re-posted – because you’ve never read it.
Remember when you “made the team”? Maybe you’re old enough to remember when you went to try-outs, struggled through practice, had a number pinned on your shirt as you caught grounders and fly balls and waited your turn at bat. You stood in front of coaches or judges and “nailed it” as best you could, but that “best” doesn’t seem to mean anything anymore. There’s no question that self-esteem is important for a child, but so is accomplishment. Where does self-esteem come from? Through winning or just showing up and wearing a uniform?
Have you been to the soccer games in which every game ends in a 0-0 tie? And have you gagged when you heard that rule? My sister was first-team all-state in softball, and that was as a freshman. Her son is now about to start a much-anticipated high school baseball career. When he was about 6 and playing in some sort of little kids pseudo-baseball league in which about ten kids formed a wall from first to third base, he let a ball go through his legs at shortstop. My brother called to him, reminding him to bend his knees, get his butt and his glove down towards the ball. The coach approached my brother and said, “Sir, we don’t talk to the kids like that here.” Brother said, “What?” Coach said, “We don’t draw attention to their mistakes. We just want to encourage them so they’ll have a good time.” Brother said, “No no. You don’t understand.” Let’s keep in mind my brother has an NCAA National Championship ring for baseball and Mom is in her high school athletic hall of fame. “How’s he supposed to get better if we don’t tell him what he did wrong?” Coach said, “That’s something you can do on your own if you want, but we don’t do that here.”
Now, I recognize that’s a nice idea, but what about the parents who don’t have championship rings or mom’s who were first-team all-state? What about the kids who want to play sports, who want to get better, but there’s nobody in their lives who is capable of doing anything more than driving them to practice and a coach who doesn’t know how to do anything except hand out cotton candy? It seems that we’re becoming comfortable with mediocrity. We’re backing off on the praise for the really outstanding kids because we’re worried about the regular kids who might be unhappy because they weren’t outstanding too. We’re more concerned with feelings than results. I know that there are times when each deserves to come first, but I have trouble seeing that come first on an athletic field. I’m not advocating screaming at a kid who strikes out, but I am adhering to the idea that you learn more from your mistakes than successes. There are many successes that are accidental, and those moments are not going to continue to be successful in the future.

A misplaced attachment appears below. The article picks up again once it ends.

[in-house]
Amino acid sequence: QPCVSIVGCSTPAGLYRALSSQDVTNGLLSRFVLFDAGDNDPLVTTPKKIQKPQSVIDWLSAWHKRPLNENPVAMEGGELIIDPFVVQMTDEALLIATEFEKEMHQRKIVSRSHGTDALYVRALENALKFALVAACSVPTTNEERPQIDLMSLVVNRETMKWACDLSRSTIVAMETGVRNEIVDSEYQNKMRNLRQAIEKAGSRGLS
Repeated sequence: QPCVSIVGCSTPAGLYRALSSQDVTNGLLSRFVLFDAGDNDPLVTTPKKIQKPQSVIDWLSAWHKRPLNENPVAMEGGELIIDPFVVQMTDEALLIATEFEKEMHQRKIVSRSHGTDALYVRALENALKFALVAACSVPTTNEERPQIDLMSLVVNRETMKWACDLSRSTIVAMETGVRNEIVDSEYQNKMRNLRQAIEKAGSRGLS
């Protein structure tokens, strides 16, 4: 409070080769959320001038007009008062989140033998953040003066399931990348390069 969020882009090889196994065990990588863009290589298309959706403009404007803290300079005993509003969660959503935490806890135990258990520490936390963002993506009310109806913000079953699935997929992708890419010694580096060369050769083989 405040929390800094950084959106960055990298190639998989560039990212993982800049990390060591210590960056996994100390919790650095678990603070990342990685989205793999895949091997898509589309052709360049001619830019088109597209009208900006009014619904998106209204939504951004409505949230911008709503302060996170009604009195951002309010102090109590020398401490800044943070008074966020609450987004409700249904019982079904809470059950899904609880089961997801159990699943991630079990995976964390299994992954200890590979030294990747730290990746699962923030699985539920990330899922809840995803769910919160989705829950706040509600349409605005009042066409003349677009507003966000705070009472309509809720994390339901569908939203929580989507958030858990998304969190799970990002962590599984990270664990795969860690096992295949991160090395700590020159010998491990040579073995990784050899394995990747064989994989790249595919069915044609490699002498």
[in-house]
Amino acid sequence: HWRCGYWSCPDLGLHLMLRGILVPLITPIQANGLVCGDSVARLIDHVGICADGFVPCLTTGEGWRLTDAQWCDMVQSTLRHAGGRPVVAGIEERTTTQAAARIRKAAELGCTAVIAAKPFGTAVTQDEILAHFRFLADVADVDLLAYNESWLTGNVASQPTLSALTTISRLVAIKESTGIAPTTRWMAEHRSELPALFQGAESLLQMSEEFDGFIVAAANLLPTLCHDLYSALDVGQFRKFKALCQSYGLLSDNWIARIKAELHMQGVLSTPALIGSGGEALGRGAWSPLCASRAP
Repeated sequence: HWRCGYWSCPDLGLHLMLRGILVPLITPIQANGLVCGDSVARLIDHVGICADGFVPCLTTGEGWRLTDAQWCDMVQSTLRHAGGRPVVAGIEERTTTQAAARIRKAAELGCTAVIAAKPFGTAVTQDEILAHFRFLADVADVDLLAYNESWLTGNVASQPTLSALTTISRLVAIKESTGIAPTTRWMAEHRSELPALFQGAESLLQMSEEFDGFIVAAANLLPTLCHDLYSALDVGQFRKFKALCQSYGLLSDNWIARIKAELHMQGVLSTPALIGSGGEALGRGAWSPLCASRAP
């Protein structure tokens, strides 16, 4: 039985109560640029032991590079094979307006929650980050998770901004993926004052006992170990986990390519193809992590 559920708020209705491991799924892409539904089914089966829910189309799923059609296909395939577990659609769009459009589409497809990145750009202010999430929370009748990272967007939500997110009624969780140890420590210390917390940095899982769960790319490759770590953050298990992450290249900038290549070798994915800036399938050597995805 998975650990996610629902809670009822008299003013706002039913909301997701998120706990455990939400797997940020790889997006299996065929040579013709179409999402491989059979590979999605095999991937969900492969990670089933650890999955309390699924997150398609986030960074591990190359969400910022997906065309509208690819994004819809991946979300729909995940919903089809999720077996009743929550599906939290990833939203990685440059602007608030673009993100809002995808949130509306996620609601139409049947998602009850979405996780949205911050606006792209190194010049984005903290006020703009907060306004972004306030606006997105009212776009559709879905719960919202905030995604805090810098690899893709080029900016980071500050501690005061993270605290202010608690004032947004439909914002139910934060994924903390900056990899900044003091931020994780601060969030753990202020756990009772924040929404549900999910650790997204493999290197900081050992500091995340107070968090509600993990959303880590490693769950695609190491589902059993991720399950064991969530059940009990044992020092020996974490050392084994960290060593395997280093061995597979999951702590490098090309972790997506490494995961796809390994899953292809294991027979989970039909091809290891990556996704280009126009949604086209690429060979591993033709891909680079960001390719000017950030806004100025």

If i guess correctly at a math question involving converting fractions to decimals, my teacher might assume that I know what I’m doing. Then that teacher might also move on to other kids, which isn’t a bad thing. What about next time, when again I guess but wrongly? Then the teacher is going to be less thrilled with me for screwing up, and now I’m starting from behind because I had moved along all this time thinking I knew what I was doing, when really I didn’t. So there’s an instance, albeit extreme, where I was successful but didn’t learn anything. The kid next to me? She got it wrong the first time. She got extra attention from the teacher right away, and now she’s cruising through the third row of problems while I’m trying to get a new eraser because of all the mistakes I’ve made.
In a town I won’t name, there’s a high school cheerleading squad with 30 girls, 30 teenagers with cell phones and a desire to talk trash about anyone else as soon as one of them walks away. It’s a Facebook disaster waiting to happen. Thirty girls is fifteen too many, but the coach isn’t allowed to hold tryouts or cut anyone because the school district is too worried about the wrath of the parents and the self-esteem of the girls who don’t make the squad. However, because they are all guaranteed a spot, they hold no value for it. If the coach isn’t allowed to cut anyone, even for poor behavior, they kids are going to behave like brats, like when some of the girls refused to cheer because they didn’t like the manner in which the coach talked to them.
When the coach finally did attempt to kick a girl off the team, that girl’s mother sent threatening e-mails to the coach, athletic director, and principal. With each e-mail, the coach offered to meet with and talk to the parents in person, but each time they refused and sent more threatening e-mails until finally the school administration put the girl back on the team and reprimanded the coach, all because the cheerleader had suffered “irreparable harm to her self-esteem.” If a coach curses at or touches my kid forcefully, yeah, I want an apology at least. But if my kid is breaking team rules, then I want my kid reprimanded instead. Schools are giving too much power to parents and even more power to the kids.